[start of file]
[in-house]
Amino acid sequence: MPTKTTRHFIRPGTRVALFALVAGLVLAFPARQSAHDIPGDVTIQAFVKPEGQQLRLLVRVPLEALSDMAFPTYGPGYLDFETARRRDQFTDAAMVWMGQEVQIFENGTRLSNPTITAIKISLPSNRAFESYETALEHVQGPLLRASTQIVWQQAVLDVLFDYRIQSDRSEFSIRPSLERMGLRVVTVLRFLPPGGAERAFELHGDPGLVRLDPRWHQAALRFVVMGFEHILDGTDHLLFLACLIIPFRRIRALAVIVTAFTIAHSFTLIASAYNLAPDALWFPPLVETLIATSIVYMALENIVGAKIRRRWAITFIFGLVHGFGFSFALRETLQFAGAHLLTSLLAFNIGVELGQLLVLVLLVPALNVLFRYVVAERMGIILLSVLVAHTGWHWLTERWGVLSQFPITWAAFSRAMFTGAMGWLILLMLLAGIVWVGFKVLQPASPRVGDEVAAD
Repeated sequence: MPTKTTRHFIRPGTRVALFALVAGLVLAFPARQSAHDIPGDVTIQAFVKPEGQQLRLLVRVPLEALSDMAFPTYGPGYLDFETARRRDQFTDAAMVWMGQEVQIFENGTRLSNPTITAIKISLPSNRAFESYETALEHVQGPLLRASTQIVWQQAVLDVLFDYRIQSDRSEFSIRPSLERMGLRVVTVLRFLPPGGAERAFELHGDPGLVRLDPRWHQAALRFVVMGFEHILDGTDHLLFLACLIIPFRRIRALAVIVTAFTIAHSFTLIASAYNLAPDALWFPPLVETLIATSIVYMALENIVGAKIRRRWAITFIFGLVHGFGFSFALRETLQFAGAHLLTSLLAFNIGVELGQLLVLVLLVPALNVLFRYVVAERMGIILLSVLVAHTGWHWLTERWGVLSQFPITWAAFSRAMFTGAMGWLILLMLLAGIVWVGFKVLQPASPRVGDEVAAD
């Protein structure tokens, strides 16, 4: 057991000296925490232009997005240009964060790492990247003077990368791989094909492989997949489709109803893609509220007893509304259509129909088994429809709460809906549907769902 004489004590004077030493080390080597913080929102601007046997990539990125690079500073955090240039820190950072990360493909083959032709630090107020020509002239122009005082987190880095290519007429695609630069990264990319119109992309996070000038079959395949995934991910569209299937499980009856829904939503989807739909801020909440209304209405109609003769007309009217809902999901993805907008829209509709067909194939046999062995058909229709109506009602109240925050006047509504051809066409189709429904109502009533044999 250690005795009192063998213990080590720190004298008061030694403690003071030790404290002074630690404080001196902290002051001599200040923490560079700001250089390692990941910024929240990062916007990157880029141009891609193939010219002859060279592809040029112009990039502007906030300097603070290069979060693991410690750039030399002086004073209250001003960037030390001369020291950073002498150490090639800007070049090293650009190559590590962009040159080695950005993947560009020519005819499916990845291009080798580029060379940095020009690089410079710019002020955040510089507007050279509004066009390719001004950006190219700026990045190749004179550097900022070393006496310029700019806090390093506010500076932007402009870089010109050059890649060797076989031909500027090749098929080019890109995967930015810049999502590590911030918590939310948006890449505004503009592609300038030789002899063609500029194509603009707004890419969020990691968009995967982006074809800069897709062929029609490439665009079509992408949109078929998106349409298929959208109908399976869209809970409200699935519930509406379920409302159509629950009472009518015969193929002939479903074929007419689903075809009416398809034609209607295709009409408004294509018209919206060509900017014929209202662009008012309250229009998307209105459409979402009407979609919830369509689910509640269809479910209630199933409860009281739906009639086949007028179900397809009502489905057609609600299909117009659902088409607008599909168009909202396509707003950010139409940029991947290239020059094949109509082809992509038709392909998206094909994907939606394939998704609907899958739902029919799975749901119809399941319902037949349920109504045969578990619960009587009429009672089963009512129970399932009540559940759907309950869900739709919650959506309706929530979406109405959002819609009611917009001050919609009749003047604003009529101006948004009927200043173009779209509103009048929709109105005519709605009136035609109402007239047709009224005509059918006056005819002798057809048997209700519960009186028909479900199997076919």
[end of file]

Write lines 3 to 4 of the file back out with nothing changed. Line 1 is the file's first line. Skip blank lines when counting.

Repeated sequence: MPTKTTRHFIRPGTRVALFALVAGLVLAFPARQSAHDIPGDVTIQAFVKPEGQQLRLLVRVPLEALSDMAFPTYGPGYLDFETARRRDQFTDAAMVWMGQEVQIFENGTRLSNPTITAIKISLPSNRAFESYETALEHVQGPLLRASTQIVWQQAVLDVLFDYRIQSDRSEFSIRPSLERMGLRVVTVLRFLPPGGAERAFELHGDPGLVRLDPRWHQAALRFVVMGFEHILDGTDHLLFLACLIIPFRRIRALAVIVTAFTIAHSFTLIASAYNLAPDALWFPPLVETLIATSIVYMALENIVGAKIRRRWAITFIFGLVHGFGFSFALRETLQFAGAHLLTSLLAFNIGVELGQLLVLVLLVPALNVLFRYVVAERMGIILLSVLVAHTGWHWLTERWGVLSQFPITWAAFSRAMFTGAMGWLILLMLLAGIVWVGFKVLQPASPRVGDEVAAD
């Protein structure tokens, strides 16, 4: 057991000296925490232009997005240009964060790492990247003077990368791989094909492989997949489709109803893609509220007893509304259509129909088994429809709460809906549907769902 004489004590004077030493080390080597913080929102601007046997990539990125690079500073955090240039820190950072990360493909083959032709630090107020020509002239122009005082987190880095290519007429695609630069990264990319119109992309996070000038079959395949995934991910569209299937499980009856829904939503989807739909801020909440209304209405109609003769007309009217809902999901993805907008829209509709067909194939046999062995058909229709109506009602109240925050006047509504051809066409189709429904109502009533044999 250690005795009192063998213990080590720190004298008061030694403690003071030790404290002074630690404080001196902290002051001599200040923490560079700001250089390692990941910024929240990062916007990157880029141009891609193939010219002859060279592809040029112009990039502007906030300097603070290069979060693991410690750039030399002086004073209250001003960037030390001369020291950073002498150490090639800007070049090293650009190559590590962009040159080695950005993947560009020519005819499916990845291009080798580029060379940095020009690089410079710019002020955040510089507007050279509004066009390719001004950006190219700026990045190749004179550097900022070393006496310029700019806090390093506010500076932007402009870089010109050059890649060797076989031909500027090749098929080019890109995967930015810049999502590590911030918590939310948006890449505004503009592609300038030789002899063609500029194509603009707004890419969020990691968009995967982006074809800069897709062929029609490439665009079509992408949109078929998106349409298929959208109908399976869209809970409200699935519930509406379920409302159509629950009472009518015969193929002939479903074929007419689903075809009416398809034609209607295709009409408004294509018209919206060509900017014929209202662009008012309250229009998307209105459409979402009407979609919830369509689910509640269809479910209630199933409860009281739906009639086949007028179900397809009502489905057609609600299909117009659902088409607008599909168009909202396509707003950010139409940029991947290239020059094949109509082809992509038709392909998206094909994907939606394939998704609907899958739902029919799975749901119809399941319902037949349920109504045969578990619960009587009429009672089963009512129970399932009540559940759907309950869900739709919650959506309706929530979406109405959002819609009611917009001050919609009749003047604003009529101006948004009927200043173009779209509103009048929709109105005519709605009136035609109402007239047709009224005509059918006056005819002798057809048997209700519960009186028909479900199997076919």